Euro zone yields jump as Italy and UK keep traders nervous

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LONDON (Reuters) -Euro zone government bond yields rose to new multi-year highs on Tuesday as investors positioned for more interest rate rises and the impact from Britain’s “mini budget” continued to reverberate around financial markets.

U.S. Treasuries provided further upside pressure, with the 10-year yield hitting a fresh 12-year high at 3.97%.

Germany’s 10-year yield was at a new nearly 11-year high of 2.228%, up 14 bps..

Italian yields rose more markedly with the 10-year yield hitting its highest since June 2013 at 4.75%, following big moves on Monday after a rightist coalition won a clear majority in Sunday’s election.

Giorgia Meloni looks set to become Italy’s first female prime minister at the head of its most right-wing government since World War Two, inheriting one of the euro zone’s biggest debt burdens at a time of rising interest rates and slowing economic growth.

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“Policy uncertainty will continue to be the key driver here. In the coming days, we expect other parties’ leaders to back Meloni. This should deliver the appearance of calm (ie. spreads not blowing out disproportionally) before the ‘2023-budget-discussion-storm’, which is likely to develop throughout October,” Mizuho analysts said.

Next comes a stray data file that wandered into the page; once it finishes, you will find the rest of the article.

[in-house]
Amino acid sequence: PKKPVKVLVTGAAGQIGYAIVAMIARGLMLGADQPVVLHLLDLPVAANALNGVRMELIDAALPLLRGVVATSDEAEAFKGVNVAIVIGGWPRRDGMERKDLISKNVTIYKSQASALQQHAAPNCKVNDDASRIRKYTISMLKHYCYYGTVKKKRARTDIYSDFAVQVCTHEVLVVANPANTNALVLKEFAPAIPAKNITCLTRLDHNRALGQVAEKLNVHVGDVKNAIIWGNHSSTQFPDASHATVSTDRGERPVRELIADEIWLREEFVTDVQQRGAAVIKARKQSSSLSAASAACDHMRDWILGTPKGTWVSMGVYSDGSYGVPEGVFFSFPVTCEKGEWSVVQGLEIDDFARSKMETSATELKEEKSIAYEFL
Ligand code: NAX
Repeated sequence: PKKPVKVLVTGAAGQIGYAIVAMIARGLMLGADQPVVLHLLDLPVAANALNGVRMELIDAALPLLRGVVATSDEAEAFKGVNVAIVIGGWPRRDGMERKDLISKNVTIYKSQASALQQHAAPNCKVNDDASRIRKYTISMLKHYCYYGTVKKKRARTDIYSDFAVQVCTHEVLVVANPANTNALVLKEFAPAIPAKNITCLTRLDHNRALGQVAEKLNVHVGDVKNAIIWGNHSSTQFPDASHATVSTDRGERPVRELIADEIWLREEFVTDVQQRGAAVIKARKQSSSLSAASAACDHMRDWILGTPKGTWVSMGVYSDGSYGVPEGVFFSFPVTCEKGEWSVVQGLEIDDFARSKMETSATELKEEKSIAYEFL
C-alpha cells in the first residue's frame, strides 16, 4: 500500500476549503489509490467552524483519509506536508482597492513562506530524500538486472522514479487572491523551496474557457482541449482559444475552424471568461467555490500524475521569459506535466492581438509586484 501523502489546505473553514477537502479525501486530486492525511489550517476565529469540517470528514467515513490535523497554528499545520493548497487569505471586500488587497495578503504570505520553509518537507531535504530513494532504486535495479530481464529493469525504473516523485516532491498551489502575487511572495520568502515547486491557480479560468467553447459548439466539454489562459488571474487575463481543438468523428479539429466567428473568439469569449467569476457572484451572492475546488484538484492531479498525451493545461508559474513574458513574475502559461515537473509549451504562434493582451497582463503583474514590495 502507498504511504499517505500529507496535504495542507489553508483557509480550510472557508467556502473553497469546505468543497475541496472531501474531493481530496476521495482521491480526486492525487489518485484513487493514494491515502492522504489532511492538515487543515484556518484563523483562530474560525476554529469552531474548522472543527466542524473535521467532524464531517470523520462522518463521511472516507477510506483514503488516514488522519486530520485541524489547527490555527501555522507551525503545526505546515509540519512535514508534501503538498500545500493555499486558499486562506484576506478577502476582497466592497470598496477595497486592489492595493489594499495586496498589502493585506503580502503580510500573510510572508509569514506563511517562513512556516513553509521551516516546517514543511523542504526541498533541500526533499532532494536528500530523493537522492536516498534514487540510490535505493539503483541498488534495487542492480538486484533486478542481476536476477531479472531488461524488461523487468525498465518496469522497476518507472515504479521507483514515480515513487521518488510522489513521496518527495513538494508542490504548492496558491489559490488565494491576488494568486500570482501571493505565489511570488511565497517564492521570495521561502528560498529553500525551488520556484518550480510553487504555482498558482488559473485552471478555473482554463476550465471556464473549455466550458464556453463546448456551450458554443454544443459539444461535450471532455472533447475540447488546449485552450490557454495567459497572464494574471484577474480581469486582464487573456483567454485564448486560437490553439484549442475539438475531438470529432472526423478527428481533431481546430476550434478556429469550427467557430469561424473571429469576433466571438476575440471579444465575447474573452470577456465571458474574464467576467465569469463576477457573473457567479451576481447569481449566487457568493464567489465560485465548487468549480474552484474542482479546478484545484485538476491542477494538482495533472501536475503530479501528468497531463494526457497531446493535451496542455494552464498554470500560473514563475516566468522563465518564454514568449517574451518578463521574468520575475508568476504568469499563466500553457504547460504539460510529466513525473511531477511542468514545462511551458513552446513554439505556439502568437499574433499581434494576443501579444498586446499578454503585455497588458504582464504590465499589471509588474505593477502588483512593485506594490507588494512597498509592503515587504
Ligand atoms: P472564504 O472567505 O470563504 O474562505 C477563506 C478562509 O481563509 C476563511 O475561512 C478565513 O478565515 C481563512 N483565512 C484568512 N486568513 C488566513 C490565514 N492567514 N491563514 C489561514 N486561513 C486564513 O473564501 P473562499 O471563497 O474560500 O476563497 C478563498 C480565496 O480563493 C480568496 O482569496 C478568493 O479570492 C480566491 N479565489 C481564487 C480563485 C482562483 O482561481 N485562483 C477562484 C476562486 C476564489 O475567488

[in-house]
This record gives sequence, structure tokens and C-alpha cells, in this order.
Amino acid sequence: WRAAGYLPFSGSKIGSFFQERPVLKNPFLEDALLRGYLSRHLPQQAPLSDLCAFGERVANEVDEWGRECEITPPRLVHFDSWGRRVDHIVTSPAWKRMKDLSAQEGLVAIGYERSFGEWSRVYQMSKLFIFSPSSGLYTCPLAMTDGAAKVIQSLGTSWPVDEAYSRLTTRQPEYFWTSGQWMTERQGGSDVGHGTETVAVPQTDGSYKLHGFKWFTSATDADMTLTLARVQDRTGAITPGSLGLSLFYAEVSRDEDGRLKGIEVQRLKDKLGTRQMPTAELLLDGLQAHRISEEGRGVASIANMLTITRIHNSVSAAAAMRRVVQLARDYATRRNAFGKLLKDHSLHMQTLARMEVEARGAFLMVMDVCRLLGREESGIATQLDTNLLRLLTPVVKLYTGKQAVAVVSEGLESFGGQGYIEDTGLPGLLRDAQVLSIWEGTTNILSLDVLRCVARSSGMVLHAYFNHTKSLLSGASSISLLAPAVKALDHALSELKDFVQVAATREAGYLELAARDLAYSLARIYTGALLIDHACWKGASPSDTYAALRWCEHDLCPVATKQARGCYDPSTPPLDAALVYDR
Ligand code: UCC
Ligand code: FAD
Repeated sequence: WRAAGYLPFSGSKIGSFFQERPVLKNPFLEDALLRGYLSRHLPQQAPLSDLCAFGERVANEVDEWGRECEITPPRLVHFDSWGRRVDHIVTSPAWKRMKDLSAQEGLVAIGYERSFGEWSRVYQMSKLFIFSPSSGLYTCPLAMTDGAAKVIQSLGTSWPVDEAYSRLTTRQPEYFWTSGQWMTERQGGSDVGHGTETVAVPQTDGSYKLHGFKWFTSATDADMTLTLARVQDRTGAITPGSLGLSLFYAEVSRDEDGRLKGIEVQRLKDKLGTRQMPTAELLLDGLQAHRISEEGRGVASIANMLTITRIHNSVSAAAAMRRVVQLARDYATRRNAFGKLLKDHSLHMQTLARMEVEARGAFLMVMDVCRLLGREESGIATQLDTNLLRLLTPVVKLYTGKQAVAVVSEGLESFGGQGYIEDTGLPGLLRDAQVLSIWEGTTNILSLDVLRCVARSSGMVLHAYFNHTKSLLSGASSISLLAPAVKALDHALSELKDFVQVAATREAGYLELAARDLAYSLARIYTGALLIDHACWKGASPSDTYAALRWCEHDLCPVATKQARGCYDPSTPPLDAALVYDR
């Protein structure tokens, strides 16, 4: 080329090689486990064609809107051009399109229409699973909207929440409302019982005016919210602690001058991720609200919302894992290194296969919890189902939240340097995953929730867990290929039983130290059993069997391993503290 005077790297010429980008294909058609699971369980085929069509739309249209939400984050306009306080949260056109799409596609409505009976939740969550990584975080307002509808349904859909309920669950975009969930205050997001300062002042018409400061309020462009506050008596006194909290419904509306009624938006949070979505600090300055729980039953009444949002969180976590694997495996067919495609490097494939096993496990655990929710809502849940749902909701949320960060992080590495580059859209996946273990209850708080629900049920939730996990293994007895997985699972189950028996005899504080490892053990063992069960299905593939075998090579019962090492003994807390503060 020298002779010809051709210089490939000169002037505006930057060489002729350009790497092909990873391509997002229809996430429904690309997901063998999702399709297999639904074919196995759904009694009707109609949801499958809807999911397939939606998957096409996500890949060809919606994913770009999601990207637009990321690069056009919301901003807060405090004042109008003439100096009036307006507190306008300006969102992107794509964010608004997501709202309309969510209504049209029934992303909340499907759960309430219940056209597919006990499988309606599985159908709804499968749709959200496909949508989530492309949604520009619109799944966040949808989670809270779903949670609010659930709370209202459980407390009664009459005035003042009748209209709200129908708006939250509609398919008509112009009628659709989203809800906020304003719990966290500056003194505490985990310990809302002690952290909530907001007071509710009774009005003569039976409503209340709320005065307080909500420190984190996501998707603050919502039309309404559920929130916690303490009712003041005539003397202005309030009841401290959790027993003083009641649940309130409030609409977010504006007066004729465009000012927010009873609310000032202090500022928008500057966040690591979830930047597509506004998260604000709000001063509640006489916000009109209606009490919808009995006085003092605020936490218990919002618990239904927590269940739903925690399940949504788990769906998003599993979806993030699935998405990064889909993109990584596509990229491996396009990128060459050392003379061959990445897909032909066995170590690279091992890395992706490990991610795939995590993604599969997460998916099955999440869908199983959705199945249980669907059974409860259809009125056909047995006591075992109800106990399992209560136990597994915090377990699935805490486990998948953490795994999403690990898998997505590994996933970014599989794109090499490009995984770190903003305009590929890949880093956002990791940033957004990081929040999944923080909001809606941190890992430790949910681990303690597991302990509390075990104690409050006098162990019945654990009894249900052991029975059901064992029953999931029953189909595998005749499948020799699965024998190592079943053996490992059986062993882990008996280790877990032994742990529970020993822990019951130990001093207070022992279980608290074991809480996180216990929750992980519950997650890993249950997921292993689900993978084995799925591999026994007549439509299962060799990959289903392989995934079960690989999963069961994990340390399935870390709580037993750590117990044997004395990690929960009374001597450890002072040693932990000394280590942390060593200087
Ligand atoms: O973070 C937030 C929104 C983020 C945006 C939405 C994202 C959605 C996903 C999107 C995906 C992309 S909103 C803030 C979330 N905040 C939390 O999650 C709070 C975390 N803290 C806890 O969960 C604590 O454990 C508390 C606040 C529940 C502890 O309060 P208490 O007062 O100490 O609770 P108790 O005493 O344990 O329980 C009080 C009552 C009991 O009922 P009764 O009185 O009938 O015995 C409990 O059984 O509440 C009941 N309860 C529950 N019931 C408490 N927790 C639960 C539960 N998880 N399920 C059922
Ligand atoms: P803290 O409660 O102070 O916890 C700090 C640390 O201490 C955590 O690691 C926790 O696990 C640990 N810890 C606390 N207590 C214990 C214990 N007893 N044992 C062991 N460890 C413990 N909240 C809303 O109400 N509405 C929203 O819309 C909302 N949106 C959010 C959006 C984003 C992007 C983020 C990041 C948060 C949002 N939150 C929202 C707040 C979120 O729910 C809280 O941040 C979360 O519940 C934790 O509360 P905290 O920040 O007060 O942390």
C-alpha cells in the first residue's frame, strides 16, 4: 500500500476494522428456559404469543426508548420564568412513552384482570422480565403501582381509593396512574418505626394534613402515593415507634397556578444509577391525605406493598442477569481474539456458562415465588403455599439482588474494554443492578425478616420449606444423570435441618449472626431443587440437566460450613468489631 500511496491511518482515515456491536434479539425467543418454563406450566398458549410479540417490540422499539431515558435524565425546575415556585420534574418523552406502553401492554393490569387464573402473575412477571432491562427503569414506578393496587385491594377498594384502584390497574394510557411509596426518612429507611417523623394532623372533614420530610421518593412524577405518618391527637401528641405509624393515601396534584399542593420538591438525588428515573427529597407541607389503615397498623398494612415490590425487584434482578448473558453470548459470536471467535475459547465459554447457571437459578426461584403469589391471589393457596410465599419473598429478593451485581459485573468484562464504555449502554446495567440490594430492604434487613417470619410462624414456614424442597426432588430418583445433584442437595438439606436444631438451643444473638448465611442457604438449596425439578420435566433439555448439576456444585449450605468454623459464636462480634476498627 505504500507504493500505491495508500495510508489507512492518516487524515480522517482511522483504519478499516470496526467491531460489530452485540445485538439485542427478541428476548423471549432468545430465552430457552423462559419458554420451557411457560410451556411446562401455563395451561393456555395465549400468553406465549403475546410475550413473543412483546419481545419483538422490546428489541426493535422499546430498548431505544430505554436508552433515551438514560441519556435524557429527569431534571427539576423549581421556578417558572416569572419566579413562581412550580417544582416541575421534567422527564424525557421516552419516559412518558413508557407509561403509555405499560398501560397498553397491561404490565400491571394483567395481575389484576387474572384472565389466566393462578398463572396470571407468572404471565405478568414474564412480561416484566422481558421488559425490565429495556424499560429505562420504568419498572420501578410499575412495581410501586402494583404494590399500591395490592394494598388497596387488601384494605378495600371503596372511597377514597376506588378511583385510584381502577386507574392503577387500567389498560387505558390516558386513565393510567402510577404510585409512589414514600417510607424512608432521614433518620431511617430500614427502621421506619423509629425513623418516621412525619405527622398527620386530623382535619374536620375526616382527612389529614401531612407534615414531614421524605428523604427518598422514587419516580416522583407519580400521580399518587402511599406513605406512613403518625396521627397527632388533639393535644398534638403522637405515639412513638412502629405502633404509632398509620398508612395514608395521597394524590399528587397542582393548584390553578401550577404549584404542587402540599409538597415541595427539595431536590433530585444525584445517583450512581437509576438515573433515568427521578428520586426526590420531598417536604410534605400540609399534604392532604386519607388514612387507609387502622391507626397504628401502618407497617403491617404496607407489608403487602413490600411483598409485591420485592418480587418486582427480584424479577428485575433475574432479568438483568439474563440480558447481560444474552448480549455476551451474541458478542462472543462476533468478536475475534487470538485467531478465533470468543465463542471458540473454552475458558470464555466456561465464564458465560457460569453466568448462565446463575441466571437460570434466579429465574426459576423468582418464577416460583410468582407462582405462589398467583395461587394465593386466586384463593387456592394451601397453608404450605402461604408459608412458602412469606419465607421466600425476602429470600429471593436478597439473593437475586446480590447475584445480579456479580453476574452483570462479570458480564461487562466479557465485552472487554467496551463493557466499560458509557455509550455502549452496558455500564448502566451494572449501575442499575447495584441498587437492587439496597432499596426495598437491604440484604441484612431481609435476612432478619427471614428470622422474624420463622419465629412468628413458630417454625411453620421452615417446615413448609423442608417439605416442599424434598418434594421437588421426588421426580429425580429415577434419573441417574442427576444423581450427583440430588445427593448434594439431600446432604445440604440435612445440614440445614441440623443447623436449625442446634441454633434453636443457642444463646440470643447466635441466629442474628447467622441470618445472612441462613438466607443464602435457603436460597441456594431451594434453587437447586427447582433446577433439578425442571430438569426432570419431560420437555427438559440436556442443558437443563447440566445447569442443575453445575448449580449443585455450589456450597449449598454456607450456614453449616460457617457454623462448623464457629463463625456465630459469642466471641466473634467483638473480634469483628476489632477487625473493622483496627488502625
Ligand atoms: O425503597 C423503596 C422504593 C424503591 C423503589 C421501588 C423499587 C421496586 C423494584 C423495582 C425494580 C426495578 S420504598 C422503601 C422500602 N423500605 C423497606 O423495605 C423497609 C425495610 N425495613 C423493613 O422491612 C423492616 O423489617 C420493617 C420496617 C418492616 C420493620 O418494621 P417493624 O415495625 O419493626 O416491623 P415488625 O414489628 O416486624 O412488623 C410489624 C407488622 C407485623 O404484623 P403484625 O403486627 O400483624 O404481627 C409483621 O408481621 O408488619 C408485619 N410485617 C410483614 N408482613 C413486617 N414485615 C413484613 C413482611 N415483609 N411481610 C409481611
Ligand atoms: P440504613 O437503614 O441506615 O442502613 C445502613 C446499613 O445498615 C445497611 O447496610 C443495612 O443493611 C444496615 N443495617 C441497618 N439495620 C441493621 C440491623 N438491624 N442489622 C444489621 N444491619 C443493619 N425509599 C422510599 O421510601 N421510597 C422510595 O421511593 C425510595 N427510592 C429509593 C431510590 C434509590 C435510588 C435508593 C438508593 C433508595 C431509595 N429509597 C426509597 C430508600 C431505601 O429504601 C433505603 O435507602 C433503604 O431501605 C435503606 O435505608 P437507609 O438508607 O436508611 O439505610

The closely watched spread between Italian and German yields widened to as high as 265 basis points in initial trading before falling to 250 bps by 1521 GMT, still around the highest since July.

Markets will be watching closely for the ECB’s take on the rise in Italian yields. On Monday ECB President Christine Lagarde said the bank would not use its latest emergency scheme to buy the bonds of countries that make “policy errors”, in response to a question about Italy’s likely next government.

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Mario Centeno, seen as an ECB dove, said inflation would be higher and less transitory than originally thought and a cycle of rate hikes would continue to try to tame it.

Euro zone banks are set for some pain as the economy slows and higher interest rates land some companies in hot water, ECB’s vice-president Luis de Guindos said.

U.S. Federal Reserve officials on Monday sounded another hawkish note, saying their priority remained controlling domestic inflation, even with elevated volatility.

Investors were also in a nervous mood after the selloff in British government bonds sparked by a series of tax cuts the government announced Friday that would be paid for by more public borrowing. The prospect of tens of billions of pound more in borrowing rattled markets and sent sterling to record lows.

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The Bank of England is likely to deliver a “significant policy response” to last week’s announcement of tax cuts, BoE Chief Economist Huw Pill said on Tuesday.

Expectations for interest rate rises have soared in recent days.

“We see a reasonable chance that investors will regard those peak levels as toppish and that there is little incentive to price in even higher expectations at this stage. Growth worries appear to have been completely ignored in recent days,” the UniCredit analysts said.

(Reporting by Tommy Reggiori Wilkes; Additional reporting by Stefano Rebaudo; Editing by Jason Neely and Alison Williams)


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